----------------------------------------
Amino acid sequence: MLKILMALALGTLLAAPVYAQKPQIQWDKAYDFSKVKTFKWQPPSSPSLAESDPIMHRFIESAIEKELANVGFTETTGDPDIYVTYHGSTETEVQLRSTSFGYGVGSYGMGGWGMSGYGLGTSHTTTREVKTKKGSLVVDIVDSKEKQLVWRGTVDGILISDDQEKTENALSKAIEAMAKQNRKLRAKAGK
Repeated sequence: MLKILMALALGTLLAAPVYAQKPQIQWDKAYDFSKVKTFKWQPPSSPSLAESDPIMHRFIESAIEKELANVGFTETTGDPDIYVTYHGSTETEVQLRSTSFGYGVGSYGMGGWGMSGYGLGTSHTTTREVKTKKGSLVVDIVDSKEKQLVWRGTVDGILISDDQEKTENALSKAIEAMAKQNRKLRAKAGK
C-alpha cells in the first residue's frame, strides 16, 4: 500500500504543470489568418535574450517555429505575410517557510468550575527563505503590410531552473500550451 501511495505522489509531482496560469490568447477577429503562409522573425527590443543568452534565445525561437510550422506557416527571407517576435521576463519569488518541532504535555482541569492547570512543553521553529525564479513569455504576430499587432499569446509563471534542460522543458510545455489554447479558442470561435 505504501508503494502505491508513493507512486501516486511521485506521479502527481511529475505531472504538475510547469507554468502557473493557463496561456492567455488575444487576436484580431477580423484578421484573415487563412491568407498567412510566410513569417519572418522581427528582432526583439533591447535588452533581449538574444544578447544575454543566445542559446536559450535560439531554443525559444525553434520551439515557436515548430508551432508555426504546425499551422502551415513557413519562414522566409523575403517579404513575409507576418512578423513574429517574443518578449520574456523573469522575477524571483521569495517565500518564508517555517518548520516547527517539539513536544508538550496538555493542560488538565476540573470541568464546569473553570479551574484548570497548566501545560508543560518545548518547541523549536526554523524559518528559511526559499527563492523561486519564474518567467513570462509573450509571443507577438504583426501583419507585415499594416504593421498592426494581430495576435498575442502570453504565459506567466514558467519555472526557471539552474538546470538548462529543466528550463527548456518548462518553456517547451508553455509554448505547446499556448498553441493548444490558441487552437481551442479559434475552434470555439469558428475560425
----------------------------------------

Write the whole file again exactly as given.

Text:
Amino acid sequence: MLKILMALALGTLLAAPVYAQKPQIQWDKAYDFSKVKTFKWQPPSSPSLAESDPIMHRFIESAIEKELANVGFTETTGDPDIYVTYHGSTETEVQLRSTSFGYGVGSYGMGGWGMSGYGLGTSHTTTREVKTKKGSLVVDIVDSKEKQLVWRGTVDGILISDDQEKTENALSKAIEAMAKQNRKLRAKAGK
Repeated sequence: MLKILMALALGTLLAAPVYAQKPQIQWDKAYDFSKVKTFKWQPPSSPSLAESDPIMHRFIESAIEKELANVGFTETTGDPDIYVTYHGSTETEVQLRSTSFGYGVGSYGMGGWGMSGYGLGTSHTTTREVKTKKGSLVVDIVDSKEKQLVWRGTVDGILISDDQEKTENALSKAIEAMAKQNRKLRAKAGK
C-alpha cells in the first residue's frame, strides 16, 4: 500500500504543470489568418535574450517555429505575410517557510468550575527563505503590410531552473500550451 501511495505522489509531482496560469490568447477577429503562409522573425527590443543568452534565445525561437510550422506557416527571407517576435521576463519569488518541532504535555482541569492547570512543553521553529525564479513569455504576430499587432499569446509563471534542460522543458510545455489554447479558442470561435 505504501508503494502505491508513493507512486501516486511521485506521479502527481511529475505531472504538475510547469507554468502557473493557463496561456492567455488575444487576436484580431477580423484578421484573415487563412491568407498567412510566410513569417519572418522581427528582432526583439533591447535588452533581449538574444544578447544575454543566445542559446536559450535560439531554443525559444525553434520551439515557436515548430508551432508555426504546425499551422502551415513557413519562414522566409523575403517579404513575409507576418512578423513574429517574443518578449520574456523573469522575477524571483521569495517565500518564508517555517518548520516547527517539539513536544508538550496538555493542560488538565476540573470541568464546569473553570479551574484548570497548566501545560508543560518545548518547541523549536526554523524559518528559511526559499527563492523561486519564474518567467513570462509573450509571443507577438504583426501583419507585415499594416504593421498592426494581430495576435498575442502570453504565459506567466514558467519555472526557471539552474538546470538548462529543466528550463527548456518548462518553456517547451508553455509554448505547446499556448498553441493548444490558441487552437481551442479559434475552434470555439469558428475560425